An entertaining assessment of a watershed moment in American life and its lasting effect on popular culture.



A skeptical look at the panic that might have been.

Just as literature was created the day a boy cried wolf when there was no wolf, the birth of fake news in the United States may have been Oct. 30, 1938, when a rising young radio celebrity cried Martian when there was no Martian. His name, of course, was Orson Welles (1915-1985), and he unleashed a radio production that convinced a number of people that space invaders had arrived in tiny Grover’s Mill, New Jersey, and were proceeding to burn a path of destruction along the East Coast that would shame Gen. Sherman. Listeners throughout the country fled their homes in terror—or did they? That’s the question raised in this book by Schwartz, who persuasively argues that Martian hysteria was largely a media invention. Drawing on both ratings and hundreds of archived original letters from listeners (both pro and con) addressed to the FCC and CBS, Schwartz easily dismantles the idea that Welles alarmed the nation, as most people were tuned to another station. Among actual listeners, many knew the program was fiction, either because they heard it announced as such at the beginning or because they saw through it—and loved it. Relatively few people lost their grips on reality, but the press saw them as the majority and never bothered to check if they actually were. “No journalist ever made a serious attempt to figure out how much of the country had even heard the broadcast,” writes the author, “much less how many in its audience were frightened.” Myth became hardened into fact by a popular academic study, which Schwartz reveals was largely shaped to fit an unexamined hypothesis. The author credibly shows that the problem wasn’t the fake broadcast but the fake interpretation—“a newspaper exaggeration born of haste and misunderstanding”—that chilled creative expression. Advertisers, fearful of offending audiences, wanted shows that pandered to the lowest common denominator. Welles’ first great triumph also effectively killed the golden age of radio.

An entertaining assessment of a watershed moment in American life and its lasting effect on popular culture.

Pub Date: May 5, 2015

ISBN: 978-0-8090-3161-0

Page Count: 352

Publisher: Hill and Wang/Farrar, Straus and Giroux

Review Posted Online: March 1, 2015

Kirkus Reviews Issue: March 15, 2015

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The author's youthfulness helps to assure the inevitable comparison with the Anne Frank diary although over and above the...


Elie Wiesel spent his early years in a small Transylvanian town as one of four children. 

He was the only one of the family to survive what Francois Maurois, in his introduction, calls the "human holocaust" of the persecution of the Jews, which began with the restrictions, the singularization of the yellow star, the enclosure within the ghetto, and went on to the mass deportations to the ovens of Auschwitz and Buchenwald. There are unforgettable and horrifying scenes here in this spare and sombre memoir of this experience of the hanging of a child, of his first farewell with his father who leaves him an inheritance of a knife and a spoon, and of his last goodbye at Buchenwald his father's corpse is already cold let alone the long months of survival under unconscionable conditions. 

The author's youthfulness helps to assure the inevitable comparison with the Anne Frank diary although over and above the sphere of suffering shared, and in this case extended to the death march itself, there is no spiritual or emotional legacy here to offset any reader reluctance.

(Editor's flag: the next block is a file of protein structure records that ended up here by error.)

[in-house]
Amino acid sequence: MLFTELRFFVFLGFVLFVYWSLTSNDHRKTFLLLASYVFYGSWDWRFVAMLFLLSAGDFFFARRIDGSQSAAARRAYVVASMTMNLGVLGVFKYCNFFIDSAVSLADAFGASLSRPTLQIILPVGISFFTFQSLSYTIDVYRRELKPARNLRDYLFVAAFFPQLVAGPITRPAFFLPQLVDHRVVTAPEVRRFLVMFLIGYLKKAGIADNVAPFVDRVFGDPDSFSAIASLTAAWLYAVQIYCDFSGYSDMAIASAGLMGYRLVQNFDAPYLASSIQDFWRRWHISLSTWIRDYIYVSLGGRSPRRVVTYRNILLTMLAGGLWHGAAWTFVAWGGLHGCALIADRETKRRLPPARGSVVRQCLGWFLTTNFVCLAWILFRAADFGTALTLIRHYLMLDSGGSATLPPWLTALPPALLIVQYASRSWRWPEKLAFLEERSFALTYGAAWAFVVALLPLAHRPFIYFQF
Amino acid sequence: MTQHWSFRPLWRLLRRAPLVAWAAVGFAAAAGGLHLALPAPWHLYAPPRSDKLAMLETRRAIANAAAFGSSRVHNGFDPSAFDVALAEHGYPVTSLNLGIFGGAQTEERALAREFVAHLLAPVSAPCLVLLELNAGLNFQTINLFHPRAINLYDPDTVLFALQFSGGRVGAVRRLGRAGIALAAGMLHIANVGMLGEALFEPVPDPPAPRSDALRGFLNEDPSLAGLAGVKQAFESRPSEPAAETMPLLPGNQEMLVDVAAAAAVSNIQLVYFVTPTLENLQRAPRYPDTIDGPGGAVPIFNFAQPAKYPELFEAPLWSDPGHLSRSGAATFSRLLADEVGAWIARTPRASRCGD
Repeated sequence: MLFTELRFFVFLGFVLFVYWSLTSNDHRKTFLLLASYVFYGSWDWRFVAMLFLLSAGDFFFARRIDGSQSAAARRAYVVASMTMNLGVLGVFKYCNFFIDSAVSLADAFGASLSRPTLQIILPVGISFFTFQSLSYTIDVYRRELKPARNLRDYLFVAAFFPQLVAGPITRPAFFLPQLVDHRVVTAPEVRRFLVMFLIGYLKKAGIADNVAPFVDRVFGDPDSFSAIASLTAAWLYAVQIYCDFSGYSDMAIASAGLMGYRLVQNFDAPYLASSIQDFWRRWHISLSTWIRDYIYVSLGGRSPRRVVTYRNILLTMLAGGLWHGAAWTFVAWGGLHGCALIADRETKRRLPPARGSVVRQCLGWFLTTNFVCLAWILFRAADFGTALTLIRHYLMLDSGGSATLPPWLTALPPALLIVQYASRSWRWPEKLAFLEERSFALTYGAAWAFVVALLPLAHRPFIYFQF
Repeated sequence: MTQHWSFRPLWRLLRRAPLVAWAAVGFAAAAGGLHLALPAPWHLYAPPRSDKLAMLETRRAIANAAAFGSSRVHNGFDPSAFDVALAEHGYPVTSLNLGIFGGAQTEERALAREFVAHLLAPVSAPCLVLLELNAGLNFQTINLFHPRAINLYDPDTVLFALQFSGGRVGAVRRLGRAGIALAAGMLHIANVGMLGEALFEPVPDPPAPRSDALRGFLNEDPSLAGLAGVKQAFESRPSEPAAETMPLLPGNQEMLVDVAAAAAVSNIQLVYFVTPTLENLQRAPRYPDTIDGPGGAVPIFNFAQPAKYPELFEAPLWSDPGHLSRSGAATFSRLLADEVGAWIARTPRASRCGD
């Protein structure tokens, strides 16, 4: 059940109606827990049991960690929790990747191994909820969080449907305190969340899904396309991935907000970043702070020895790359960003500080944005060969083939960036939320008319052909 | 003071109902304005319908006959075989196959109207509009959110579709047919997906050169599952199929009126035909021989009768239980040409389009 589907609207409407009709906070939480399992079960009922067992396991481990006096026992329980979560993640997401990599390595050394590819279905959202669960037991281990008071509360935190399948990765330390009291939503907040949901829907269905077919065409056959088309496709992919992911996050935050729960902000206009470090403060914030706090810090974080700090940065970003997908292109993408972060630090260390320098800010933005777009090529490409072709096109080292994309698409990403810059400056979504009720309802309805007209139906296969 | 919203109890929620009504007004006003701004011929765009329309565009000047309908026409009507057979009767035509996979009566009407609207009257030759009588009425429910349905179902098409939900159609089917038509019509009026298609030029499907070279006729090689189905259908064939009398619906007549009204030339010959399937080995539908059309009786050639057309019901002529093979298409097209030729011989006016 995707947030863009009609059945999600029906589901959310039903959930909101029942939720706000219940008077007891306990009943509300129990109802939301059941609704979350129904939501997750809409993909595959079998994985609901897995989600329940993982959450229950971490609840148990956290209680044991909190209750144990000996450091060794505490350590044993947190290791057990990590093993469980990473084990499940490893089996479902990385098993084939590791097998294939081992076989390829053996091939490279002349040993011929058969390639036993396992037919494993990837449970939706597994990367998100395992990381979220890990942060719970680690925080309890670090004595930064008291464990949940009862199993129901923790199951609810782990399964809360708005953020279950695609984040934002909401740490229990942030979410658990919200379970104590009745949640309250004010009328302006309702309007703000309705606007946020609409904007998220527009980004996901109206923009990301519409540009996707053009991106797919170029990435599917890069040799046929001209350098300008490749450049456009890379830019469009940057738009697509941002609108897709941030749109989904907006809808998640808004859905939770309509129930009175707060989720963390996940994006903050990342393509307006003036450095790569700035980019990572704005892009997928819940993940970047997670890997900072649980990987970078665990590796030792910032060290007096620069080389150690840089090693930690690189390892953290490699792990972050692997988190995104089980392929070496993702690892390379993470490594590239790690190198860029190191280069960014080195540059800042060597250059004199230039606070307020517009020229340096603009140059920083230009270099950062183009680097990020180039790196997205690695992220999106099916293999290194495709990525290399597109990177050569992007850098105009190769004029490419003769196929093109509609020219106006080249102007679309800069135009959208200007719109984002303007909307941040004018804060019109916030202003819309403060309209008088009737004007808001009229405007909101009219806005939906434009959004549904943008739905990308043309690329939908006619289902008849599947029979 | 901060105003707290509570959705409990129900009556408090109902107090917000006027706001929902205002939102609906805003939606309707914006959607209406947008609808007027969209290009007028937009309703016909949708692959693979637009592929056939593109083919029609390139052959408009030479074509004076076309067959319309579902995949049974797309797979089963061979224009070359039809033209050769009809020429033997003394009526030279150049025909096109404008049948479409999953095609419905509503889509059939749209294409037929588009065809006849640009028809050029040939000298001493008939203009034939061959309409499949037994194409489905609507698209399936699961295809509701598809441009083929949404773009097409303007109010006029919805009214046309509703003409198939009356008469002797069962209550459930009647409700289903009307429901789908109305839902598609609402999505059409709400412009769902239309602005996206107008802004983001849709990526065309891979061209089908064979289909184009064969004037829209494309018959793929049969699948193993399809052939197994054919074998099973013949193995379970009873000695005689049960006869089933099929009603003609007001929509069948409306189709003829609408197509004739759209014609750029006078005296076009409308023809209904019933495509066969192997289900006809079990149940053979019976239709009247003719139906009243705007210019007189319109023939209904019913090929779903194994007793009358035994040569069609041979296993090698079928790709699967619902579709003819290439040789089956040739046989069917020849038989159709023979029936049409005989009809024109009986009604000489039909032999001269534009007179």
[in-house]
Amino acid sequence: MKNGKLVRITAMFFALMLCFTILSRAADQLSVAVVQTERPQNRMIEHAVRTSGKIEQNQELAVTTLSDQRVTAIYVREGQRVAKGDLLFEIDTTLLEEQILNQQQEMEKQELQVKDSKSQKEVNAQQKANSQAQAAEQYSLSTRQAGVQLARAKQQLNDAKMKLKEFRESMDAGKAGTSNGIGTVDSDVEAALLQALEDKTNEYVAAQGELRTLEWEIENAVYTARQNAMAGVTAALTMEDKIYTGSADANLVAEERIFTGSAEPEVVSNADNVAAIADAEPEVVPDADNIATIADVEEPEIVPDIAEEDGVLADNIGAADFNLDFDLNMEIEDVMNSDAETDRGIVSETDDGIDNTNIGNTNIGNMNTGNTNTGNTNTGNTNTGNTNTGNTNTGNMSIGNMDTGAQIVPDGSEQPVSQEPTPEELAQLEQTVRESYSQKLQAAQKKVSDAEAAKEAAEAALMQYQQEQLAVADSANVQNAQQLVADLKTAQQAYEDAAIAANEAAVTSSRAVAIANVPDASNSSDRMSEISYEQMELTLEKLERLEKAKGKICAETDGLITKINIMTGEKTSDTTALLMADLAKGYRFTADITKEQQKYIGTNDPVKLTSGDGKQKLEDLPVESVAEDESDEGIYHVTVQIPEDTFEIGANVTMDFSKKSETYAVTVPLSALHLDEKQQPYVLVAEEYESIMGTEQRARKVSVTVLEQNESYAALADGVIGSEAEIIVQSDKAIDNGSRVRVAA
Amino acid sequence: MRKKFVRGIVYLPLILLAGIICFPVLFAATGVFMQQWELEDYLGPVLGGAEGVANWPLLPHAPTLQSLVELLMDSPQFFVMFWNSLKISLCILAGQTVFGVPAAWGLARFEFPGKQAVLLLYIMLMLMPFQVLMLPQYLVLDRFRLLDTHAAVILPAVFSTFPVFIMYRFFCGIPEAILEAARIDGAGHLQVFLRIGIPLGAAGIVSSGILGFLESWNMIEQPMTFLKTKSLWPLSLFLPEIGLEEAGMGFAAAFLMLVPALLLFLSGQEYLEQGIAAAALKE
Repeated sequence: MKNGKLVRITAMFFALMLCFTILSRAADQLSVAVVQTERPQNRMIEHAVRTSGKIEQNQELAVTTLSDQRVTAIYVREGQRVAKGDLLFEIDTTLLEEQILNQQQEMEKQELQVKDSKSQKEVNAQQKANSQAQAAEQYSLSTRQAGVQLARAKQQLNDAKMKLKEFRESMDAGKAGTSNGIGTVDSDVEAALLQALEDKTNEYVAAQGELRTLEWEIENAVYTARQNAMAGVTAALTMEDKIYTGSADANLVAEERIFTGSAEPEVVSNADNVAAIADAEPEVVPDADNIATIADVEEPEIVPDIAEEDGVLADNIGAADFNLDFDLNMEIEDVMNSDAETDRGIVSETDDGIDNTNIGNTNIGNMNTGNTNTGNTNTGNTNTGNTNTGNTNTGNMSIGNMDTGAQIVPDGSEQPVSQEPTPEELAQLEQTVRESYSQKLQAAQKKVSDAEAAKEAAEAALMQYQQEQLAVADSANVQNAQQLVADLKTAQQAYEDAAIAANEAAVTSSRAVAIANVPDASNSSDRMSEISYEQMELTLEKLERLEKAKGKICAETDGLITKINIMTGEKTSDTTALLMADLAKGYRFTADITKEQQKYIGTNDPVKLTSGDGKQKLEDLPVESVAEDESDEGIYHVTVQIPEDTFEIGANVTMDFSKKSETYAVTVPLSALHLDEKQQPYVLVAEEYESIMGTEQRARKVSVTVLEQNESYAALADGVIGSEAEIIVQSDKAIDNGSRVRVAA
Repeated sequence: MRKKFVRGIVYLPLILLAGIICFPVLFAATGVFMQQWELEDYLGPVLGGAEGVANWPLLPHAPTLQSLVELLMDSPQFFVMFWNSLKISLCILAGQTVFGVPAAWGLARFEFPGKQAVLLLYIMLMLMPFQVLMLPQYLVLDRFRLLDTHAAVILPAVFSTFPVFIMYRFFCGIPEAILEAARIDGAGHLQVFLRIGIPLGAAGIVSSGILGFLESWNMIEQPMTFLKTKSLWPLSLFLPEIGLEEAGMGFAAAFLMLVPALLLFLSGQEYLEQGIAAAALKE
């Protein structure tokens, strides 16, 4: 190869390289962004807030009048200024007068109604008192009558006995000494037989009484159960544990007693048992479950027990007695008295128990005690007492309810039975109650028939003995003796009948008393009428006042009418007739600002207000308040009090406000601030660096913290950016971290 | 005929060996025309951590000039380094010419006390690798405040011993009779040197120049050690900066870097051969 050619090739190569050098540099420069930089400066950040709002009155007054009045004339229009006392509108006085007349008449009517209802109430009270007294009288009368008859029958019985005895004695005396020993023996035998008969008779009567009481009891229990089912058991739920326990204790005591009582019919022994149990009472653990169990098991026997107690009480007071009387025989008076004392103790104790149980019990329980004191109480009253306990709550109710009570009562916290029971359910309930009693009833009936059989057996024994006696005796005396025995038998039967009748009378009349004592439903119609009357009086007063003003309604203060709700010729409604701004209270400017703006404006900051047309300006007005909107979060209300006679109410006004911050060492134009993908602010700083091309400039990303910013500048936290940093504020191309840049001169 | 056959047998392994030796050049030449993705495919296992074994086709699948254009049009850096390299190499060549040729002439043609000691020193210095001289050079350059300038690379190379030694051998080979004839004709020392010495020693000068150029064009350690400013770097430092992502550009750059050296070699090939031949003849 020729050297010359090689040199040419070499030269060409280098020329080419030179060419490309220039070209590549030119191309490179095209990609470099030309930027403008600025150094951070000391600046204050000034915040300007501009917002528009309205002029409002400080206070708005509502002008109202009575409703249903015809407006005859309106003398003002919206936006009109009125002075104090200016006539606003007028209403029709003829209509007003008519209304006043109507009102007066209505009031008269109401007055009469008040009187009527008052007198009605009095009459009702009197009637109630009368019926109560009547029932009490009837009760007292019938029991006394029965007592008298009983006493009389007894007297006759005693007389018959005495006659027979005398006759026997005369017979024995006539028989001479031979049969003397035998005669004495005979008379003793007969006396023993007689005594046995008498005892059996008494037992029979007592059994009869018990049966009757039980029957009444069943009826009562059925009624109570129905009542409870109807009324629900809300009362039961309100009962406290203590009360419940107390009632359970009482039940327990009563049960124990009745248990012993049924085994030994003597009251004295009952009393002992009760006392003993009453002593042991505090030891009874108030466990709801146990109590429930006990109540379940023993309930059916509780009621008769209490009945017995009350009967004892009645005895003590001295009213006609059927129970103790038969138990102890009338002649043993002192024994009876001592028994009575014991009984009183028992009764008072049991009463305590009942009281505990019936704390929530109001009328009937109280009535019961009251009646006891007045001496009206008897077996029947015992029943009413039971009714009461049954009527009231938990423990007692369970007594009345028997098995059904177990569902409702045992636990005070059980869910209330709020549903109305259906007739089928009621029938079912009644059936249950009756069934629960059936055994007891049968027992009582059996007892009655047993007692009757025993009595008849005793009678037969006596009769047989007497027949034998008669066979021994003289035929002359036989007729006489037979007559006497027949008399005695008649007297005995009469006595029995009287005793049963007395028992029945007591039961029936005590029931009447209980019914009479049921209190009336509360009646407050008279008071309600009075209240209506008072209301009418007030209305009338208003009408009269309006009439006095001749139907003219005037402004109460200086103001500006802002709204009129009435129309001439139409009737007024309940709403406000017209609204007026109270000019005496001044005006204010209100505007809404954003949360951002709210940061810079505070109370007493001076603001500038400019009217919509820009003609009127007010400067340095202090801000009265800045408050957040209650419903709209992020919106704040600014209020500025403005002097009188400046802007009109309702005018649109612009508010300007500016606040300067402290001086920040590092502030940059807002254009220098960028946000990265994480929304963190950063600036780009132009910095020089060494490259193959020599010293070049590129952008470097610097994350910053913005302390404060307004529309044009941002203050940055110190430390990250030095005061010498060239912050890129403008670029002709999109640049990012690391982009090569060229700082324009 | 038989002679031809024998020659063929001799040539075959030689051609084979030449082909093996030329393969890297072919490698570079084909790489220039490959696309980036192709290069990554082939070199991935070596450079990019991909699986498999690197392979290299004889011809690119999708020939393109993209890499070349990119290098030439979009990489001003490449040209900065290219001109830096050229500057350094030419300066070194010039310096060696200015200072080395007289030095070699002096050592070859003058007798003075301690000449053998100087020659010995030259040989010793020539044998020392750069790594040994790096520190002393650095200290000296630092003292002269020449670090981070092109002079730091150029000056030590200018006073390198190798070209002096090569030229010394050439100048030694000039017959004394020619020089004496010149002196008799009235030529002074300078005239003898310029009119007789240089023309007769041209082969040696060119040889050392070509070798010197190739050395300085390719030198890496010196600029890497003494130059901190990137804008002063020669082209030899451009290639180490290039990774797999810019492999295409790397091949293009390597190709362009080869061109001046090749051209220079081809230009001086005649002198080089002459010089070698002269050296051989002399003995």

Pub Date: Jan. 16, 2006

ISBN: 0374500010

Page Count: 120

Publisher: Hill & Wang

Review Posted Online: Oct. 7, 2011

Kirkus Reviews Issue: Jan. 15, 2006

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For Howard Zinn, long-time civil rights and anti-war activist, history and ideology have a lot in common. Since he thinks that everything is in someone's interest, the historian—Zinn posits—has to figure out whose interests he or she is defining/defending/reconstructing (hence one of his previous books, The Politics of History). Zinn has no doubts about where he stands in this "people's history": "it is a history disrespectful of governments and respectful of people's movements of resistance." So what we get here, instead of the usual survey of wars, presidents, and institutions, is a survey of the usual rebellions, strikes, and protest movements. Zinn starts out by depicting the arrival of Columbus in North America from the standpoint of the Indians (which amounts to their standpoint as constructed from the observations of the Europeans); and, after easily establishing the cultural disharmony that ensued, he goes on to the importation of slaves into the colonies. Add the laborers and indentured servants that followed, plus women and later immigrants, and you have Zinn's amorphous constituency. To hear Zinn tell it, all anyone did in America at any time was to oppress or be oppressed; and so he obscures as much as his hated mainstream historical foes do—only in Zinn's case there is that absurd presumption that virtually everything that came to pass was the work of ruling-class planning: this amounts to one great indictment for conspiracy. Despite surface similarities, this is not a social history, since we get no sense of the fabric of life. Instead of negating the one-sided histories he detests, Zinn has merely reversed the image; the distortion remains.

Pub Date: Jan. 1, 1979

ISBN: 0061965588

Page Count: 772

Publisher: Harper & Row

Review Posted Online: May 26, 2012

Kirkus Reviews Issue: Jan. 1, 1979

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